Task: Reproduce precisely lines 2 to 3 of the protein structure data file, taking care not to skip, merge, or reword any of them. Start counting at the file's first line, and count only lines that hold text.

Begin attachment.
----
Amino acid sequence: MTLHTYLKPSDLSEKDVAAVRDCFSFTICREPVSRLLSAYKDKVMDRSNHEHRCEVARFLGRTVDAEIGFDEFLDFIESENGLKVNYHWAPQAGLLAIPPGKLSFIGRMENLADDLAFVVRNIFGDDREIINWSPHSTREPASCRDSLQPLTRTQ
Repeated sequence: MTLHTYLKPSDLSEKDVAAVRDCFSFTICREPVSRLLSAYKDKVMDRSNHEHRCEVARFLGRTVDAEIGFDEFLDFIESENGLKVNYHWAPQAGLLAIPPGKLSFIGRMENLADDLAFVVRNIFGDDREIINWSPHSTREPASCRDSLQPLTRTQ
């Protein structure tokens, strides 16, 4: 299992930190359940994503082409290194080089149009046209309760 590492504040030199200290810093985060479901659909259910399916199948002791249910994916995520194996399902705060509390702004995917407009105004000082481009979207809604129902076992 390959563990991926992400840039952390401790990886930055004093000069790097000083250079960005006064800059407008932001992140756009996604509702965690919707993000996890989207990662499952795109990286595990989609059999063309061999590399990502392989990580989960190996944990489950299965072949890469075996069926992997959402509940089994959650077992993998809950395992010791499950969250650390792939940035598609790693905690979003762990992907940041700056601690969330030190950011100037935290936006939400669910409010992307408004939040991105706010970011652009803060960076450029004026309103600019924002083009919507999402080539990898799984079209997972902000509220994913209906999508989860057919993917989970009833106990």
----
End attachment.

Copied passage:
Repeated sequence: MTLHTYLKPSDLSEKDVAAVRDCFSFTICREPVSRLLSAYKDKVMDRSNHEHRCEVARFLGRTVDAEIGFDEFLDFIESENGLKVNYHWAPQAGLLAIPPGKLSFIGRMENLADDLAFVVRNIFGDDREIINWSPHSTREPASCRDSLQPLTRTQ
């Protein structure tokens, strides 16, 4: 299992930190359940994503082409290194080089149009046209309760 590492504040030199200290810093985060479901659909259910399916199948002791249910994916995520194996399902705060509390702004995917407009105004000082481009979207809604129902076992 390959563990991926992400840039952390401790990886930055004093000069790097000083250079960005006064800059407008932001992140756009996604509702965690919707993000996890989207990662499952795109990286595990989609059999063309061999590399990502392989990580989960190996944990489950299965072949890469075996069926992997959402509940089994959650077992993998809950395992010791499950969250650390792939940035598609790693905690979003762990992907940041700056601690969330030190950011100037935290936006939400669910409010992307408004939040991105706010970011652009803060960076450029004026309103600019924002083009919507999402080539990898799984079209997972902000509220994913209906999508989860057919993917989970009833106990």